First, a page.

Daiquiri, Mojito, Cuba Libre and Canchanchara — drinks that conjure up images of swaying palm trees, balmy breezes and rhythmic island music. With origins in Cuba and rum as the common ingredient, all four cocktails have made their way into bars around the world, but their individual histories and how they catapulted to global fame might surprise.
As a major source of foreign income, rum is as serious of a business in Cuba as sake in Japan or champagne in France. Rum masters study for decades before they can claim the prestigious title and there can only be ten rum masters in existence at any given time. Rum was first produced by African-born Caribbean slaves as they made fermented molasses from sugarcane, and fermentation produces a crude rum which eventually evolves into the aged liquid used in these now-famous Cuban cocktails. As a primer on Cuba’s most famous export, we take a closer look at each rum cocktail, how it originated, and how it made its way into the hearts and cocktail glasses the world over.
Contrary to popular belief, the daiquiri was not invented at the Floridita Bar in Havana. The most enduring legend has the daiquiri originating on the other side of the island in Santiago de Cuba. Historians say two foreigners, American mining engineer, Jennings Cox, and his Italian friend, Giacomo Pagliuchi, were the architects of the drink’s popularity. Cox worked in the iron mines in the small village of Daiquirí outside of Santiago when some American friends visited him. Seeing he had no gin to serve them, he improvised by serving white rum mixed with sugar and a squirt of lime to smooth the taste. Everyone loved it. Pagliuchi christened the drink “Daiquiri” in honor of the town where Cox worked.
The two men brought the concept to a nearby bar where one of the patrons, Emilio Gonzalez, brought it to Havana and showed it to the owner of the Floridita, Constantino Ribalaigua. Ribalaigua experimented with the ingredients until finally achieving the world-famous concoction we are familiar with today. But the Daiquiri really owes its fame to writer Ernest Hemingway who drank it near-daily at the Floridita. Today, at the bar in Havana, there is a much-photographed statue of Hemingway sitting at the bar.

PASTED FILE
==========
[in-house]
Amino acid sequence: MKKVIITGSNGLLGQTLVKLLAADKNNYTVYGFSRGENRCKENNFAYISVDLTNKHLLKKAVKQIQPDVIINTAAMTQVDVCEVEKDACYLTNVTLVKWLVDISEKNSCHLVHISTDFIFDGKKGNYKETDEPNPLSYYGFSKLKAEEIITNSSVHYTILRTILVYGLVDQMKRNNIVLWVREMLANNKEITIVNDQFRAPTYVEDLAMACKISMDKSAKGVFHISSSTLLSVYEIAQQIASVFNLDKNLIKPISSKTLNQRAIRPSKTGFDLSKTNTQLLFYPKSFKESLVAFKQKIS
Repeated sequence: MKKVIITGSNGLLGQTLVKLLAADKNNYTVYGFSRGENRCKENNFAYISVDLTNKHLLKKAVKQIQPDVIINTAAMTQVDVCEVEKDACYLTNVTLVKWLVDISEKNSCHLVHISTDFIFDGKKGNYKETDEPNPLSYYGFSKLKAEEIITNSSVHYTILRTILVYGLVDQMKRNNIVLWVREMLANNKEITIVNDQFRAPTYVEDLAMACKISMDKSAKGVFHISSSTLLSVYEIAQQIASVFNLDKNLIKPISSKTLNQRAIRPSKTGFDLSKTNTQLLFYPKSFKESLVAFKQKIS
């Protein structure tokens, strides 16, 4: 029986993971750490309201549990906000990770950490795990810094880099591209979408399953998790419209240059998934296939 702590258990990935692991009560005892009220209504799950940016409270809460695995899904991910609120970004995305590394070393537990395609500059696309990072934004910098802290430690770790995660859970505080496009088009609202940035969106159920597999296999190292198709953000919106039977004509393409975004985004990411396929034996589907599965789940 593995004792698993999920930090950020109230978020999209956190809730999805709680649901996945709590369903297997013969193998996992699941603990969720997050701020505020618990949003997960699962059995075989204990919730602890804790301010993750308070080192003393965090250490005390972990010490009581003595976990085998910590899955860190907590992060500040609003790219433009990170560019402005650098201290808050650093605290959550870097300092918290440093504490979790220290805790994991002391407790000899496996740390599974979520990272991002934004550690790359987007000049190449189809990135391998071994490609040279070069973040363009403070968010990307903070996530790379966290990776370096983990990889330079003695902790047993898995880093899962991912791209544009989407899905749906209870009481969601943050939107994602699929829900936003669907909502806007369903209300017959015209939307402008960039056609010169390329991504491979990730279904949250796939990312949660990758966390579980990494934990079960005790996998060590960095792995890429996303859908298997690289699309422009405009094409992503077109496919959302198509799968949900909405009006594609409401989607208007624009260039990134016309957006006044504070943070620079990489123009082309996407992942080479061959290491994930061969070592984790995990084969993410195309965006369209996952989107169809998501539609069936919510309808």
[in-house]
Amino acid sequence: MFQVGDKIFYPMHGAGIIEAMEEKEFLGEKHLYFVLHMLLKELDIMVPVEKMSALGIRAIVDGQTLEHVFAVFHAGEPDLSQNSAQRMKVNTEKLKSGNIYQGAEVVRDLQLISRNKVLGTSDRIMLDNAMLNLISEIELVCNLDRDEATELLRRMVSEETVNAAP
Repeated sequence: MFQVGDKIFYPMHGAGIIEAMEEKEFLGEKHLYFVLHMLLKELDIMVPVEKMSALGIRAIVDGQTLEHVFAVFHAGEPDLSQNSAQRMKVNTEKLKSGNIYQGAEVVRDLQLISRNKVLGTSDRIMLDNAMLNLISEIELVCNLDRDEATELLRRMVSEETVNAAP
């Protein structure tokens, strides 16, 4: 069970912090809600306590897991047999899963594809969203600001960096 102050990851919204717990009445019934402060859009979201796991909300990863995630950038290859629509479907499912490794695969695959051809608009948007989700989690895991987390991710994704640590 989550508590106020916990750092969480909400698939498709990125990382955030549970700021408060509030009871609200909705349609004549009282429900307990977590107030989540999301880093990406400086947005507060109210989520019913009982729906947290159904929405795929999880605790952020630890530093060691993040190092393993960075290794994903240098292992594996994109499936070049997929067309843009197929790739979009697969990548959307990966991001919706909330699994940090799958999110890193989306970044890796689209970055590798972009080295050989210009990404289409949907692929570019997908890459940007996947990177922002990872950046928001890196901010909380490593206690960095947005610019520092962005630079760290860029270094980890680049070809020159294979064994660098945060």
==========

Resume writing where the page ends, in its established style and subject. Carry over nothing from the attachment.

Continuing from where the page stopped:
For a classic daiquiri recipe, click here.
The legends surrounding the origin of the mojito, considered by many to be Cuba’s national drink, are certainly colorful. One story implies that the native Indians used aguardiente, a form of rum, along with lime, sugarcane juice and mint – all ingredients that go into a mojito – to cure certain diseases. The early explorers and settlers saw that some diseases, most notably scurvy, were indeed cured by this concoction. The fact that they got a nice buzz along with a cure was a happy bonus. Unsurprisingly, the drink’s popularity endured. Over the years it morphed into what we recognize today. And the name? Many believe it is a derivative of the word mojo, a Cuban marinade used to season many dishes.
Ernest Hemingway is also indicted with immortalizing the mojito by drinking it regularly in the Bodeguita del Medio Bar off Cathedral Plaza in Havana. One of the characteristics of Bodeguita is that patrons write their name on the walls. A sentence found on one wall there reads, “Mi mojito en la Bodeguita, mi daiquiri en El Floridita” or “My mojito in La Bodeguita, my daiquiri in El Floridita.” The signature below? Ernest Hemingway. Take that with a grain of salt, or sugar, in this case, but it’s still a worthwhile story to pass along.